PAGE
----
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Blockchain Technology Will Transform the Power Industry

What began in the world of finance has moved into the power sector. Blockchain, a nascent technology most often associated with cryptocurrency, is a new frontier in the energy space, changing the way power is traded, with new business models for peer-to-peer and wholesale transactions, and a growing number of projects worldwide.

The power industry has undergone a transformation over the past several years, with utilities embracing new technologies, new sources of generation, and relying on data to make their operations more efficient.

Another emerging technology also could be transformative. Blockchain, originally devised for digital currency such as bitcoin, has moved into the energy space, allowing digital information to be distributed across networks. The idea is to allow consumers, be they individuals or commercial enterprises, to buy and sell energy directly between one another, in a peer-to-peer (P2P) trading manner. Blockchain is well-suited to this because it creates a transparent, auditable, and automated record of energy generation and consumption. It can result in energy efficiency and cost savings.

“There are dozens of potential applications of blockchain technology in the energy sector,” said Jesse Morris, chief commercial officer of the Energy Web Foundation (EWF), an open-source, scalable blockchain platform founded in 2017 to “accelerate the commercial deployment of blockchain technology in the energy sector.” Morris told POWER: “Some [applications] have to do simply with making the mundane more efficient, and making sure a basic transaction between a utility and their customers is a good one. For example, many utilities offer green power purchase programs for their customers. Programs like these [and markets for Renewable Energy Certificates (RECs) in general] have noble intentions, but are highly manual, opaque, inaccessible for most smaller participants, and largely unable to support higher-level functionality [such as consumption-linked purchasing or carbon-impact selective purchasing].”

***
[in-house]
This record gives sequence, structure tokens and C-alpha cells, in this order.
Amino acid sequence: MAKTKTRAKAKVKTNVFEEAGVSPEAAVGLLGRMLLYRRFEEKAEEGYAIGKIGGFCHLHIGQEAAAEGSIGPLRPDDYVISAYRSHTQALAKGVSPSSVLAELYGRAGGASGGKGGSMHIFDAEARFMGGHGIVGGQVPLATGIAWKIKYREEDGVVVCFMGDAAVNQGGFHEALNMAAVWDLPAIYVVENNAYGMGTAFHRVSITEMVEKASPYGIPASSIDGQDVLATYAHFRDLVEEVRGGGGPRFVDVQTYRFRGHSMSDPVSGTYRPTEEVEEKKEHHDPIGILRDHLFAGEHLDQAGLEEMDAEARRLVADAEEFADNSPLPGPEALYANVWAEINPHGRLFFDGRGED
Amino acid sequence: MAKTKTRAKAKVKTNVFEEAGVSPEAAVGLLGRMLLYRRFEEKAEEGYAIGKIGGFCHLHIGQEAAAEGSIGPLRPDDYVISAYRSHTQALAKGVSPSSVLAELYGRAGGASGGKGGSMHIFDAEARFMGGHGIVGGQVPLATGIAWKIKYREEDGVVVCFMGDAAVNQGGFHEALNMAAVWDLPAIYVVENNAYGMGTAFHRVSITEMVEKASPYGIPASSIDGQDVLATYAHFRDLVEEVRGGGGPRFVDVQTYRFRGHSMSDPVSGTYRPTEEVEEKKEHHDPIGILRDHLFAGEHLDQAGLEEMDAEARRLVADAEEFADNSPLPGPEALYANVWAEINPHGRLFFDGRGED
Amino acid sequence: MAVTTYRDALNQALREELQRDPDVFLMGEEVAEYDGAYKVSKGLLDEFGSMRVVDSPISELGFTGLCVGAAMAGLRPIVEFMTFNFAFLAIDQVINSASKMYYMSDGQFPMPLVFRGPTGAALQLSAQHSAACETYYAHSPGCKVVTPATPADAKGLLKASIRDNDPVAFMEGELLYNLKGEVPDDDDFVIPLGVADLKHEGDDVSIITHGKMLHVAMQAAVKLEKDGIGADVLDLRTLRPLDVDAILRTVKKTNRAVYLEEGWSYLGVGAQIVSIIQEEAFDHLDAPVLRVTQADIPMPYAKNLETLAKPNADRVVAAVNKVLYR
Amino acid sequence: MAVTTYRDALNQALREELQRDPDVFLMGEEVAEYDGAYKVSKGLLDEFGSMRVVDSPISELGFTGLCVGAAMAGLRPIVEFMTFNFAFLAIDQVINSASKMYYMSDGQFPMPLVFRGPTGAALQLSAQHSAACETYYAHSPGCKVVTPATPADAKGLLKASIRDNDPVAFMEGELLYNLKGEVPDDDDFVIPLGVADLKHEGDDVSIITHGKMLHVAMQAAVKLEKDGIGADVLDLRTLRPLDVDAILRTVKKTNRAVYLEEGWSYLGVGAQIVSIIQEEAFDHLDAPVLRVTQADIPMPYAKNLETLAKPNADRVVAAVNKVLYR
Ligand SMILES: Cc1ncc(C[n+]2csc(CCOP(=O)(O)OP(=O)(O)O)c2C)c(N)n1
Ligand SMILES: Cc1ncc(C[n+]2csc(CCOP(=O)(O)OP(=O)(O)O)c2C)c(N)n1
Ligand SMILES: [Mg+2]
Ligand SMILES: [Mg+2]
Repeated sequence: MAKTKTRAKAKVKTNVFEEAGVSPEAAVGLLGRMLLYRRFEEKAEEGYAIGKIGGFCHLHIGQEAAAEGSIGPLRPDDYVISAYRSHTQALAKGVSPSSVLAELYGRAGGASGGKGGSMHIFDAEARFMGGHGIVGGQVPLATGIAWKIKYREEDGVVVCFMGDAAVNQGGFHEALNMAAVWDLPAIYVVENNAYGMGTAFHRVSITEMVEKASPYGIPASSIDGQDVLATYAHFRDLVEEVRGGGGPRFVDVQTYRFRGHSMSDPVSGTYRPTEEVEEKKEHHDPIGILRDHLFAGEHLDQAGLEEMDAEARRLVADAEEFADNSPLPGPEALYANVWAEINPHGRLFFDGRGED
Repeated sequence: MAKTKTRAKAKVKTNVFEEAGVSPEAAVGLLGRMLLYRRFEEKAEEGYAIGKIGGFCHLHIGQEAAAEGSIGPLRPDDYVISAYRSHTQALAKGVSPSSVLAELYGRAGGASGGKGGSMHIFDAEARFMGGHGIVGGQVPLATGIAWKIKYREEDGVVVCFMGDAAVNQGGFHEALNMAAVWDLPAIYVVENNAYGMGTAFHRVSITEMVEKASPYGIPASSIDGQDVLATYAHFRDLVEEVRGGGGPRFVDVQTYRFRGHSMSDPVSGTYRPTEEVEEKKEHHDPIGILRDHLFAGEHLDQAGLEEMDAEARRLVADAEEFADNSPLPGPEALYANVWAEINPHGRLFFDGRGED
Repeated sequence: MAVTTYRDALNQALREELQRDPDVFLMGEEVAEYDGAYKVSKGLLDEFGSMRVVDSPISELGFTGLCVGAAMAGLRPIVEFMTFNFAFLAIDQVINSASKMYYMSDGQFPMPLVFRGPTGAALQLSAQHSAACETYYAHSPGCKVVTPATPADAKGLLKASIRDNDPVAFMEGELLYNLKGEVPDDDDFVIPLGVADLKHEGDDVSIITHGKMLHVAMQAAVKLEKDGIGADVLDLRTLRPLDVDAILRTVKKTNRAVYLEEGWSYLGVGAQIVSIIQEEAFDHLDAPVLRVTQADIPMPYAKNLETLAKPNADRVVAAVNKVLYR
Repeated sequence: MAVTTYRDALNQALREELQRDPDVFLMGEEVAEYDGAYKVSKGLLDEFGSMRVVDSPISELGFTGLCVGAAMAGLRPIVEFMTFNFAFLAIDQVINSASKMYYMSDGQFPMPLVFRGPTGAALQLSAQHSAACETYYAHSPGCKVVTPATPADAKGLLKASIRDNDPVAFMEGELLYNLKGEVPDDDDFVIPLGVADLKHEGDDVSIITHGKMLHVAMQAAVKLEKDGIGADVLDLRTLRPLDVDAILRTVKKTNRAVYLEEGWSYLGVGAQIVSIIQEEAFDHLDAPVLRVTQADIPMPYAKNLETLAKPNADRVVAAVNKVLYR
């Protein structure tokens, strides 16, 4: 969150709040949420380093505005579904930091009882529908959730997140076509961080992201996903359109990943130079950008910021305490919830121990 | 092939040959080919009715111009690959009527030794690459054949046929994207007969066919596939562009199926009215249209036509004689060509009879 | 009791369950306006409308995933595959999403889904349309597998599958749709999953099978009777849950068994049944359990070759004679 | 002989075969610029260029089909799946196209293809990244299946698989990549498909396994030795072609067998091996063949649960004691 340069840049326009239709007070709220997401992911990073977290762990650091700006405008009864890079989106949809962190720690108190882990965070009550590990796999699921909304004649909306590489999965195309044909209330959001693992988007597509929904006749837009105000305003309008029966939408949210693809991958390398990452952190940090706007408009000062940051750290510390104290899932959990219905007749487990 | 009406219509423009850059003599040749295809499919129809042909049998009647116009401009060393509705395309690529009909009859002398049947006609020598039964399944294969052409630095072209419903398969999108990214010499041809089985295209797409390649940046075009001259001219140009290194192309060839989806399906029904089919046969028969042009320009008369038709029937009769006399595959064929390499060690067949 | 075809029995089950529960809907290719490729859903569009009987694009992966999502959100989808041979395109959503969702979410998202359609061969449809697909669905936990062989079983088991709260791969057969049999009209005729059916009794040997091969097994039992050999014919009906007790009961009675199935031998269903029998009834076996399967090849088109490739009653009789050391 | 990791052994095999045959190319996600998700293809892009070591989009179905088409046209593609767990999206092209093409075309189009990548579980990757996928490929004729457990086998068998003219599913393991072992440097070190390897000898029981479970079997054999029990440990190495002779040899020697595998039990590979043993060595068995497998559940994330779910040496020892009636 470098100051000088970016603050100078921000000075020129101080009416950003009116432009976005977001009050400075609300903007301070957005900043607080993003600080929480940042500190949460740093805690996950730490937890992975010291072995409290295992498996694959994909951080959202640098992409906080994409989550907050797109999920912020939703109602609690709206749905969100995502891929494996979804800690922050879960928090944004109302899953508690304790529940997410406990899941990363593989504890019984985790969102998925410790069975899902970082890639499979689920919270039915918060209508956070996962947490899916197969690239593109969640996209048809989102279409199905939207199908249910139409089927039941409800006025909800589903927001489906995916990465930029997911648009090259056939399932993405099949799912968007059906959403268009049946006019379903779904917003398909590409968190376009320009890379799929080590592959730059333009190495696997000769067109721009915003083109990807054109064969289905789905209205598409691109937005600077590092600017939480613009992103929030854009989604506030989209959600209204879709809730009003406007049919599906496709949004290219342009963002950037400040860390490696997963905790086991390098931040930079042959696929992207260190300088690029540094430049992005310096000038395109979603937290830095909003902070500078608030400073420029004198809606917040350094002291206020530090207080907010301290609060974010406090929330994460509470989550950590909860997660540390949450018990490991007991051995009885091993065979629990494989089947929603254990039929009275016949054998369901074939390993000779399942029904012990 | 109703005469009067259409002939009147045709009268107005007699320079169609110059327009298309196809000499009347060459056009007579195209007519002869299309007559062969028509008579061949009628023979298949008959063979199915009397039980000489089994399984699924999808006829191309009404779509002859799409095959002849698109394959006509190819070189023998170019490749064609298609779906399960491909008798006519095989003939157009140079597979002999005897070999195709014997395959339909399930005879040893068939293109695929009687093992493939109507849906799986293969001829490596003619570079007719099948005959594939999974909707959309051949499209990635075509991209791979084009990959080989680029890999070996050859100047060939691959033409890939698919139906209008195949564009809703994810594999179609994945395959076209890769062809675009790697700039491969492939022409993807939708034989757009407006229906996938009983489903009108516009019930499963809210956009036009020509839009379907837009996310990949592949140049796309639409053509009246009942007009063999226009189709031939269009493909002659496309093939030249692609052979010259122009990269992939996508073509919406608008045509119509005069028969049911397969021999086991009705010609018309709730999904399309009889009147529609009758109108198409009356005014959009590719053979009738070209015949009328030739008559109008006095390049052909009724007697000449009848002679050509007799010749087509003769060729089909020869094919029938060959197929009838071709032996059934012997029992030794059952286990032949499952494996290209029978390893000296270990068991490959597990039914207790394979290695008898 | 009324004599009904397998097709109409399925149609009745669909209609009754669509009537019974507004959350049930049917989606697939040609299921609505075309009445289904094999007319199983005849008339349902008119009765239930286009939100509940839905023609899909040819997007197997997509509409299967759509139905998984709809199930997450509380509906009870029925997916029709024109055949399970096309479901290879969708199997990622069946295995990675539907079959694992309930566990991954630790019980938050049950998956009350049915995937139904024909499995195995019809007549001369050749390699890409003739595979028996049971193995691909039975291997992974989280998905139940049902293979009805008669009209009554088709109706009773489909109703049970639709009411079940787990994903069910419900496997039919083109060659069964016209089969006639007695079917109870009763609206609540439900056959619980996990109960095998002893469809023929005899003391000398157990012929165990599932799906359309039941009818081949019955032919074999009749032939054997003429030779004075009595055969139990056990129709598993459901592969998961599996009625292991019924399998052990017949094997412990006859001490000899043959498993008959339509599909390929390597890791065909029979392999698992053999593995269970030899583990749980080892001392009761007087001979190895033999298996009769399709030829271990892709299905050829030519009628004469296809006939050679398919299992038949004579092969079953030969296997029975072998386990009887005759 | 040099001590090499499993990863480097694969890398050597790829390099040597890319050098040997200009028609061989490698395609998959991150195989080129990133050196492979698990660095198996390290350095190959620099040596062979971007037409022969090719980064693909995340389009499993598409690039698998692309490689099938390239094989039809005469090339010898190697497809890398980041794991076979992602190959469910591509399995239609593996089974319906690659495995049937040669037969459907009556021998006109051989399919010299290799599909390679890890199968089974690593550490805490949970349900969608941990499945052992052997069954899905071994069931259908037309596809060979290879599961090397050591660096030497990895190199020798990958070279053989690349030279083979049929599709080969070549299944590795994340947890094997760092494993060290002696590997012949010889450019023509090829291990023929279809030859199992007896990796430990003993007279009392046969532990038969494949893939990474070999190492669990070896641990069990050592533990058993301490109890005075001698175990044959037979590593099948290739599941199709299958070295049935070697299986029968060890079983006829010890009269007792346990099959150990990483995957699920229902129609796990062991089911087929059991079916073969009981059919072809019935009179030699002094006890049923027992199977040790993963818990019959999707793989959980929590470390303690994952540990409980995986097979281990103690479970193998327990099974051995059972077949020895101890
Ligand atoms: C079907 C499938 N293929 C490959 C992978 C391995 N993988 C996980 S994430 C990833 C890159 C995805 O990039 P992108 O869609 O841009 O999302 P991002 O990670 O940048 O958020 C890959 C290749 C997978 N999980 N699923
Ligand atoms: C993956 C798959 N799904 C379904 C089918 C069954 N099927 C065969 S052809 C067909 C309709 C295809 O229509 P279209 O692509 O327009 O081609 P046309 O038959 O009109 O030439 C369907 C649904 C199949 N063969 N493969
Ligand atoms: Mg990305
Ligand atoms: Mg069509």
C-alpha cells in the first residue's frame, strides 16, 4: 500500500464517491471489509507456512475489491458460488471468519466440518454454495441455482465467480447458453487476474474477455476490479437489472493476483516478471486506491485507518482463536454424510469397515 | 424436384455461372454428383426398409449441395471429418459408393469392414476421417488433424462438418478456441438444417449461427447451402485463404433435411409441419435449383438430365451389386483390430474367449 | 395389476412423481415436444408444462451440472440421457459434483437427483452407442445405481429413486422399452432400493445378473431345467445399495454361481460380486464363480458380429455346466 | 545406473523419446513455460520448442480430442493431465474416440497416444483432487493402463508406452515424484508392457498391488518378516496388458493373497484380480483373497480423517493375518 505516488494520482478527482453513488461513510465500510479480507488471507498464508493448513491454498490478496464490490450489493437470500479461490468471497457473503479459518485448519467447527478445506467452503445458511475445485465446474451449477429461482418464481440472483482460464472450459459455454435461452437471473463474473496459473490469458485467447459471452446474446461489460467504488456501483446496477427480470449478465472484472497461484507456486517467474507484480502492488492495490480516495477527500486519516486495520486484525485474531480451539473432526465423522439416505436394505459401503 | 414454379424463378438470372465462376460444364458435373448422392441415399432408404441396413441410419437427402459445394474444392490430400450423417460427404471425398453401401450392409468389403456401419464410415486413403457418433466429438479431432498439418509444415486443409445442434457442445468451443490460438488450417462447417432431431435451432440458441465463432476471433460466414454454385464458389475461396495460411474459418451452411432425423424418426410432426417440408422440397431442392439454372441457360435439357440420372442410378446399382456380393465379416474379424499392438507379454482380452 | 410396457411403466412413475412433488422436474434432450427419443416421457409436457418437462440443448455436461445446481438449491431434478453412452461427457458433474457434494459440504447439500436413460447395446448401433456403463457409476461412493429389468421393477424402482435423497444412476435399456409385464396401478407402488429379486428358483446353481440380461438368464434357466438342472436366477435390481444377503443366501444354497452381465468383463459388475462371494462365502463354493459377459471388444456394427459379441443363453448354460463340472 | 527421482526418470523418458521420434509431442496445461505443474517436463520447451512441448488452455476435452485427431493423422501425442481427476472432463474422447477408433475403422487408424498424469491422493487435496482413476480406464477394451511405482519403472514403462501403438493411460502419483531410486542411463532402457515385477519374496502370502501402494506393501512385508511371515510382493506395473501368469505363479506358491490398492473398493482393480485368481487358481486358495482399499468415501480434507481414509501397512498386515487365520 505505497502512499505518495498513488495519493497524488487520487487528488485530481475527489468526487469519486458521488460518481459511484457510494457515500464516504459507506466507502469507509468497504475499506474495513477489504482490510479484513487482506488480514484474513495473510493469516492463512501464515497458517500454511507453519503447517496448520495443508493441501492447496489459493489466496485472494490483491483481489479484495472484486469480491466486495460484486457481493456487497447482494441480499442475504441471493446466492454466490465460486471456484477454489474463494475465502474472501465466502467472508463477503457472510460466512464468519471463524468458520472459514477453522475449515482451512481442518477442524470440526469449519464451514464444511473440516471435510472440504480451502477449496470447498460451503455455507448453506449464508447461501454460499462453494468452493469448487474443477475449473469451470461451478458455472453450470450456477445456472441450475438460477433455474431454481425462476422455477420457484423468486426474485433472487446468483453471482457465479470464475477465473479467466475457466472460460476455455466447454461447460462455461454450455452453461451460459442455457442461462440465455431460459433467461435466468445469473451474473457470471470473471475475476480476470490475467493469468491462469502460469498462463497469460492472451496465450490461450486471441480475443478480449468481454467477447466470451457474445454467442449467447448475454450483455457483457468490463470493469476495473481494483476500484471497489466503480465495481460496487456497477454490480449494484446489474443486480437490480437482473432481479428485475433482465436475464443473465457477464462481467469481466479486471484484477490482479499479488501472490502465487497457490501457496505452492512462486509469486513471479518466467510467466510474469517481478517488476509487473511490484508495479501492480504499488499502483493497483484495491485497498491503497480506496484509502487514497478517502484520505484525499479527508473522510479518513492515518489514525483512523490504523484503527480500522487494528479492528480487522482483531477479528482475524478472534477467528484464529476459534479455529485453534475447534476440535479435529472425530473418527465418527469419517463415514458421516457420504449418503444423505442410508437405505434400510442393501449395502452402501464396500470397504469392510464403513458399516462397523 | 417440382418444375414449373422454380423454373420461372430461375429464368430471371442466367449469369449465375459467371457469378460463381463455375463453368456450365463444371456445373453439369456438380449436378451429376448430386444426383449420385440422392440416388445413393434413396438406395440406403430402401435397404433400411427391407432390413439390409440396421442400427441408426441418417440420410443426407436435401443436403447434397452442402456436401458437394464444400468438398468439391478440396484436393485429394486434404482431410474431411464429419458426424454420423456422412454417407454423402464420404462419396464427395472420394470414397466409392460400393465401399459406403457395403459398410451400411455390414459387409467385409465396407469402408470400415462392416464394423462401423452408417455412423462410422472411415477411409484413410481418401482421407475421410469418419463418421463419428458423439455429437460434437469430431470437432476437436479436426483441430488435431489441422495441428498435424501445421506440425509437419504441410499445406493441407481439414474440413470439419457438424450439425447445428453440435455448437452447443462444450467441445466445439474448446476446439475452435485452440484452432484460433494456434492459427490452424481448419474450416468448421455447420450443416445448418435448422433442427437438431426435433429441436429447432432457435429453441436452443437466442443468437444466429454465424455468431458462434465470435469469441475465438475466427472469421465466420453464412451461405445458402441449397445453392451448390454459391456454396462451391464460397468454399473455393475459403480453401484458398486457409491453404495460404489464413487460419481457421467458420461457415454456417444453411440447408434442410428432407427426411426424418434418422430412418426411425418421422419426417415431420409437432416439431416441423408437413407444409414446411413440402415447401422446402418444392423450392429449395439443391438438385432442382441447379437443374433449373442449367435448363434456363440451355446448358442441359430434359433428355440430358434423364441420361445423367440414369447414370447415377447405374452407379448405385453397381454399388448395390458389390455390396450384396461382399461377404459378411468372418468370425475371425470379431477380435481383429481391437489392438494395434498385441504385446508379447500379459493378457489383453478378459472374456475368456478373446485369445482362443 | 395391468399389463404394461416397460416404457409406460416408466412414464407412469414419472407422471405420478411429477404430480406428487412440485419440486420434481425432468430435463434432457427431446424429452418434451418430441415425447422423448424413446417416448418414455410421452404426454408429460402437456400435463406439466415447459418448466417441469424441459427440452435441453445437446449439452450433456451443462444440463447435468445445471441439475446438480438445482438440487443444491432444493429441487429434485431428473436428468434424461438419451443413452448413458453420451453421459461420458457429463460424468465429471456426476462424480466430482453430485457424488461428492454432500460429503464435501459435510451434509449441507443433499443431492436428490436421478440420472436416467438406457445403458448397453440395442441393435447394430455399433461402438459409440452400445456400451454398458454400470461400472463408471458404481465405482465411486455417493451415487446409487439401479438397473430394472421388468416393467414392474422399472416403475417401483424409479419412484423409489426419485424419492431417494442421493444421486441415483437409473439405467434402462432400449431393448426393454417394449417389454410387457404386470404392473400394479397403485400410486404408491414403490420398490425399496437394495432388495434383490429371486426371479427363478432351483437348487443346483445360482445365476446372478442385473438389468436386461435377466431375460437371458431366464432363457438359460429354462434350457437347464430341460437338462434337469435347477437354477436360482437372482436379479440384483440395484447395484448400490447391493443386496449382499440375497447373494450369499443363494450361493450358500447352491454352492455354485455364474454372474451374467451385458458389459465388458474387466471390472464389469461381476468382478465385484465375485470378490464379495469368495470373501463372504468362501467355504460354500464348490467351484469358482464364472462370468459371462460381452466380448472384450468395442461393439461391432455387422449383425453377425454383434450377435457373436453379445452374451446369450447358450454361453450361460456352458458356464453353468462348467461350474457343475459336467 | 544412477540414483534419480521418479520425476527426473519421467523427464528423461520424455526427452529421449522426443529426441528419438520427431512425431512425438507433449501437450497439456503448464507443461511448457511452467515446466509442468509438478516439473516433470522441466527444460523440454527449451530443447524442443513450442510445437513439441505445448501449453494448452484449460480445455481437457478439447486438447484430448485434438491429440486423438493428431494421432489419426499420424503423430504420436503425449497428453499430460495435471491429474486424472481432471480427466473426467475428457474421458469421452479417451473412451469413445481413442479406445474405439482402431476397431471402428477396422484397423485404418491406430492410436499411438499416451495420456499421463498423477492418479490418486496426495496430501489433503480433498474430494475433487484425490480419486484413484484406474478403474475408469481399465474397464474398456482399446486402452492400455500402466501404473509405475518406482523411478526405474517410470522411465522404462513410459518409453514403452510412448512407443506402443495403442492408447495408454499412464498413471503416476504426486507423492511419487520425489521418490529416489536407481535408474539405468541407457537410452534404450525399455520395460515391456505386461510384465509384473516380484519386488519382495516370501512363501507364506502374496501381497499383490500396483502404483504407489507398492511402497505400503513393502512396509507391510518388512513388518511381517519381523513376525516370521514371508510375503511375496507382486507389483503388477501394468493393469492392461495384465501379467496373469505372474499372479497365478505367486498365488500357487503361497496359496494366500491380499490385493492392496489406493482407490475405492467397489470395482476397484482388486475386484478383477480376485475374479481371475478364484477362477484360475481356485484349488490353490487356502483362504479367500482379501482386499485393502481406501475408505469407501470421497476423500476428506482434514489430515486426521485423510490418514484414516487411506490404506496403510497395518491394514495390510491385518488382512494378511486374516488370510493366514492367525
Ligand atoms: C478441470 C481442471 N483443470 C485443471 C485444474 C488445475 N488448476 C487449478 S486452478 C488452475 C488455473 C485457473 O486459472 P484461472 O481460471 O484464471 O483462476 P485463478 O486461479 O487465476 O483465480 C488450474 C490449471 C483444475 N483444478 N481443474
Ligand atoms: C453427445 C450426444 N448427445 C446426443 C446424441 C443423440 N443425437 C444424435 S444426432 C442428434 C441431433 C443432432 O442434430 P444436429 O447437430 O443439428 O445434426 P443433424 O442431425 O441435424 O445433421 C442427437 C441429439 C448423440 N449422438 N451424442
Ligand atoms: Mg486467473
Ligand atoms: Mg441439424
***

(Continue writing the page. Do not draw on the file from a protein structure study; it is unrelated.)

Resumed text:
The New York-based Indigo Advisory Group, which works with utilities and energy companies on market strategies, technology, and innovation services including blockchain, has studied use cases for decentralized generation, grid management, metering, electric vehicle (EV) charging, and the Internet of Things, which includes blockchain applications for the “Connected Home” market. As an example, blockchain technology helps solar power generators (Figure 1) feed excess electricity into the local grid, or sell it to other customers, and receive compensation directly from the customers rather than relying on a third party.

Read full article at Power Magazine